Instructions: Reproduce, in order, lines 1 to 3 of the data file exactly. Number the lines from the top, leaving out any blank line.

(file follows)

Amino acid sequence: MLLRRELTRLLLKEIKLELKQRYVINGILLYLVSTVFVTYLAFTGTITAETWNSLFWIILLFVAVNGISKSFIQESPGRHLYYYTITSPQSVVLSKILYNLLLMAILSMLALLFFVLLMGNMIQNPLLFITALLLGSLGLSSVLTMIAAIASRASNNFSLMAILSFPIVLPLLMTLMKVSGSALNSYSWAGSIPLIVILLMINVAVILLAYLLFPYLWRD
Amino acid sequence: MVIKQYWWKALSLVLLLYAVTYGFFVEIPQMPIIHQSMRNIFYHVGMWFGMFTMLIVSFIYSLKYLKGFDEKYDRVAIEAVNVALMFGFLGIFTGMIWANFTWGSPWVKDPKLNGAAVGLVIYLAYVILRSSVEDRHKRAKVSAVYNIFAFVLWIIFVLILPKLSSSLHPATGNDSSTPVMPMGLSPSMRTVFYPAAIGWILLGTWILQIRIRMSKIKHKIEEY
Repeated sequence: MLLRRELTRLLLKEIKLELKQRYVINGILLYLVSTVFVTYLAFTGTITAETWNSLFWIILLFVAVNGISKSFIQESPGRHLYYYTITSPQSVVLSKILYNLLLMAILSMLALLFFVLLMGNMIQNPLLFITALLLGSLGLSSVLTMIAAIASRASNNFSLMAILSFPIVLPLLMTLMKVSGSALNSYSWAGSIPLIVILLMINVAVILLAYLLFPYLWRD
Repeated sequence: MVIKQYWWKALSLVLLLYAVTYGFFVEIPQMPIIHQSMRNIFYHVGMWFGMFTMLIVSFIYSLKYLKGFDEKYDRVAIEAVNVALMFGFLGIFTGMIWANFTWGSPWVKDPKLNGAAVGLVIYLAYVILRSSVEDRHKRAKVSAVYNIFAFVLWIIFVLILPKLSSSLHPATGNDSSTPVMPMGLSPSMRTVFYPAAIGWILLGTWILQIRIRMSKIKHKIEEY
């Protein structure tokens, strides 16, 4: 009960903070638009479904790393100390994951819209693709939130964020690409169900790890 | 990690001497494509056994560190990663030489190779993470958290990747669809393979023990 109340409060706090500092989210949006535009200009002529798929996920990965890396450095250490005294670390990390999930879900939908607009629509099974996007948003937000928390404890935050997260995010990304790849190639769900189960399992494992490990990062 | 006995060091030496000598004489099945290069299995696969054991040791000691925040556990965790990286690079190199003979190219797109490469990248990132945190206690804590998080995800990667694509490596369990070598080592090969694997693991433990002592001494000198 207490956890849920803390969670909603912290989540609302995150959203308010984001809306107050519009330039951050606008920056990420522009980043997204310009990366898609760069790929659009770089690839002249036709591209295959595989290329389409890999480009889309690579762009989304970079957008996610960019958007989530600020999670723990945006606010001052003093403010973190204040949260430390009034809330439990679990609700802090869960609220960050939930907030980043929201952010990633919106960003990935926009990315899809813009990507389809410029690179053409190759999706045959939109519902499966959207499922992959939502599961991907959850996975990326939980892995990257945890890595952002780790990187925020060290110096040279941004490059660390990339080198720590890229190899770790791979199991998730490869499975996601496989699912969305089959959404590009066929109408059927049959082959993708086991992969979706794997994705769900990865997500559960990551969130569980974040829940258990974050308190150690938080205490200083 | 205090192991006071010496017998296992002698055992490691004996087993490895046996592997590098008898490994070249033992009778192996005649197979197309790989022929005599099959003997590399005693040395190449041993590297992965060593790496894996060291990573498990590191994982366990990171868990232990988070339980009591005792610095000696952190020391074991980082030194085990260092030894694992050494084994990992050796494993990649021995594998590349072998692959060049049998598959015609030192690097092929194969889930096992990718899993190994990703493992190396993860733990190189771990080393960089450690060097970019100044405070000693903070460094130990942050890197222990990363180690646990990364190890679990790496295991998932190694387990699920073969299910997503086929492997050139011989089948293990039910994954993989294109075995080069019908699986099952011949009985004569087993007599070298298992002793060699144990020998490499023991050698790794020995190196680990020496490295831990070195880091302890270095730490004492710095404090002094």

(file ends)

Amino acid sequence: MLLRRELTRLLLKEIKLELKQRYVINGILLYLVSTVFVTYLAFTGTITAETWNSLFWIILLFVAVNGISKSFIQESPGRHLYYYTITSPQSVVLSKILYNLLLMAILSMLALLFFVLLMGNMIQNPLLFITALLLGSLGLSSVLTMIAAIASRASNNFSLMAILSFPIVLPLLMTLMKVSGSALNSYSWAGSIPLIVILLMINVAVILLAYLLFPYLWRD
Amino acid sequence: MVIKQYWWKALSLVLLLYAVTYGFFVEIPQMPIIHQSMRNIFYHVGMWFGMFTMLIVSFIYSLKYLKGFDEKYDRVAIEAVNVALMFGFLGIFTGMIWANFTWGSPWVKDPKLNGAAVGLVIYLAYVILRSSVEDRHKRAKVSAVYNIFAFVLWIIFVLILPKLSSSLHPATGNDSSTPVMPMGLSPSMRTVFYPAAIGWILLGTWILQIRIRMSKIKHKIEEY
Repeated sequence: MLLRRELTRLLLKEIKLELKQRYVINGILLYLVSTVFVTYLAFTGTITAETWNSLFWIILLFVAVNGISKSFIQESPGRHLYYYTITSPQSVVLSKILYNLLLMAILSMLALLFFVLLMGNMIQNPLLFITALLLGSLGLSSVLTMIAAIASRASNNFSLMAILSFPIVLPLLMTLMKVSGSALNSYSWAGSIPLIVILLMINVAVILLAYLLFPYLWRD